Computer won't start

My computer wont start and i can see that the power isn't being supplied to anything but the power source on my recently modified gateway computer and the power source is clicking and the light on the back is blinking, the fan is occasionally moving, and the power and hdd lights on the front are flashing. any help would be appreciated, i have disassembled it and fixed many hardware position and connection errors (all that i could see). the dvd drive won't light up or eject and my monitor says no signal RGB.
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  1. Sounds like your power supply isn't working right. You mentioned the fan isn't always moving also. I would try another PSU and see if that fixes it.
  2. What are the system specs of the original parts and the parts you added?

    Time to start troubleshooting.

    Work through our standard checklist and troubleshooting thread:
    I mean work through, not just read over it. We spent a lot of time on this. It should find most of the problems.

    If not, continue.

    I have tested the following beeps patterns on Gigabyte, eVGA, and ECS motherboards. Other BIOS' may be different.

    Breadboard - that will help isolate any kind of case problem you might have.

    Breadboard with just motherboard, CPU & HSF, case speaker, and PSU. You do have a case speaker installed, right? If not, you really, really need one. If your case or motherboard didn't come with a system speaker, you can buy one here:

    You can turn on the PC by momentarily shorting the two pins that the case power switch goes to. You should hear a series of long, single beeps indicating memory problems. Silence indicates a problem with (in most likely order) the PSU, motherboard, or CPU.

    Motherboard LED's mean very little. When on, all they are telling you is that the computer os plugged into a live power socket and the PSU is switched.

    Remember, at this time, you do not have a graphics card installed so the load on your PSU will be reduced.

    If no beeps:
    At this point, you can sort of check the PSU. Try to borrow a known good PSU of around 550 - 600 watts. That will power just about any system with a single GPU. If you cannot do that, use a DMM to measure the voltages. Measure between the colored wires and either chassis ground or the black wires. Yellow wires should be 12 volts. Red wires: +5 volts, orange wires: +3.3 volts, blue wire : -12 volts, violet wire: 5 volts always on. Tolerances are +/- 5% except for the -12 volts which is +/- 10%.

    The gray wire is really important. It should go from 0 to +5 volts when you turn the PSU on with the case switch. CPU needs this signal to boot.

    You can turn on the PSU by completely disconnecting the PSU and using a paperclip or jumper wire to short the green wire to one of the neighboring black wires.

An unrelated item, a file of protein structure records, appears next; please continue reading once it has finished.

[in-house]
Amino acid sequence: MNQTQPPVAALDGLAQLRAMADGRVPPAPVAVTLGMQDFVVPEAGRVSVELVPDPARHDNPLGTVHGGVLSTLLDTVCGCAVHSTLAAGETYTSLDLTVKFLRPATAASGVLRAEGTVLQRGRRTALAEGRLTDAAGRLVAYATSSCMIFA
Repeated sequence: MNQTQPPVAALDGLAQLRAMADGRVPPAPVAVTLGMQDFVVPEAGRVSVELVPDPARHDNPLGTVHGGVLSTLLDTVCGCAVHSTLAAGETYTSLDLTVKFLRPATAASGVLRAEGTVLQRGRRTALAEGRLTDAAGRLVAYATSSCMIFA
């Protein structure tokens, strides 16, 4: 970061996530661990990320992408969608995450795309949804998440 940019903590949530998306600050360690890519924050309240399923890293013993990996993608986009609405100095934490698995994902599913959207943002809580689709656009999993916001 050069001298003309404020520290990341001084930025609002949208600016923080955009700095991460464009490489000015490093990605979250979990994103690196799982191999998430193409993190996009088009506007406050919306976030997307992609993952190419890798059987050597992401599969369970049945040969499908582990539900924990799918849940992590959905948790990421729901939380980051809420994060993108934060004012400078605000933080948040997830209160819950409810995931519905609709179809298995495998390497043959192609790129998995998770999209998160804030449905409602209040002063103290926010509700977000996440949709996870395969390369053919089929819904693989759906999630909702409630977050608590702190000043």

This checks the PSU under no load conditions, so it is not completely reliable. But if it can not pass this, it is dead. Then repeat the checks with the PSU plugged into the computer to put a load on the PSU.

    If the system beeps:
    If it looks like the PSU is good, install a memory stick. Boot. Beep pattern should change to one long and several short beeps indicating a missing graphics card. Silence or long single beeps indicate a problem with the memory.

    Insert the video card and connect any necessary PCIe power connectors. Boot. At this point, the system should POST successfully (a single short beep). Notice that you do not need keyboard, mouse, monitor, or drives to successfully POST.

    Now start connecting the rest of the devices starting with the monitor, then keyboard and mouse, then the rest of the devices, testing after each step. It's possible that you can pass the POST with a defective video card.

    The POST routines can only check the video interface. It cannot check the internal parts of the video card.
  3. there are no beeps at all just clicking and the powersupply is blicking, i moved all the hardware except the powersupply and motherboard to my dell opteron and it all works now
  4. Best answer
    i moved all the hardware except the powersupply
    The PSU is the culprit - the clicking sound is an internal spark generated from a spark...I'm just hoping the mobo wasn't shot down cos of the faulty PSU.

    The PSU blinking means there's a flux in power input/output and the PSU is having trouble managing it. I'm surprised how you didn't see a fire break out.
  5. omg so the mobo still works? and thnx now i know to change the power supply
  6. BTW, you didn't mention the PSU in question?
  7. Best answer selected by dsammcdermott.
  8. oh well, i got BA, disregard my question :D
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